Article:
By Sally McGrane
In late January 2019, roughly half the world’s dream researchers — about 50 people — gathered on the sixth floor of the Massachusetts Institute of Technology (MIT) media lab in Cambridge, Massachusetts. It was the first-ever “Dream Engineering” workshop hosted by the MIT Dream Lab, which was formed a year and a half ago.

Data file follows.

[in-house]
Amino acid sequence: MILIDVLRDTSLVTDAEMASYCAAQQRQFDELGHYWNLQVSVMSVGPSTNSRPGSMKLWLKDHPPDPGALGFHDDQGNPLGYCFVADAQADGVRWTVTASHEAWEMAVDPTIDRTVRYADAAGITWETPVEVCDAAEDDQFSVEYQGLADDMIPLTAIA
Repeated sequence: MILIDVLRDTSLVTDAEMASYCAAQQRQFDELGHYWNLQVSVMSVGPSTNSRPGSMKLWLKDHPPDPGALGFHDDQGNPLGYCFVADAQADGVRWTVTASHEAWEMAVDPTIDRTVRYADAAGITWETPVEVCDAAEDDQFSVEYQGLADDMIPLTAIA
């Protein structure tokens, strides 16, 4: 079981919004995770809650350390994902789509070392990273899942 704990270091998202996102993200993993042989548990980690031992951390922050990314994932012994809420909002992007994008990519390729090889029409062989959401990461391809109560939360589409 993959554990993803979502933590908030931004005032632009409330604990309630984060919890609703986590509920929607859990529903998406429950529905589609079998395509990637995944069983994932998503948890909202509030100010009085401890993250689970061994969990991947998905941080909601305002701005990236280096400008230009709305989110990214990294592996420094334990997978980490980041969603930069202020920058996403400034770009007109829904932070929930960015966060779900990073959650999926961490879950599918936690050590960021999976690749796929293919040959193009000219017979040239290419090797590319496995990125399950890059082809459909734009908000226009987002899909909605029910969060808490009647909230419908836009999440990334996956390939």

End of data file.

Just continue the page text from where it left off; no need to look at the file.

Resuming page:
One theme of the two-day workshop was lucid dreaming — a phenomena where people realize they’re having a dream while they’re dreaming. “It’s such an exhilarating feeling to lucid dream. It’s like a drug—it’s that powerful,” says Tore Nielsen, a professor of psychiatry at the University of Montreal and director of the Dream and Nightmare Laboratory. “You can try flying, singing, having sex — it’s better than VR.”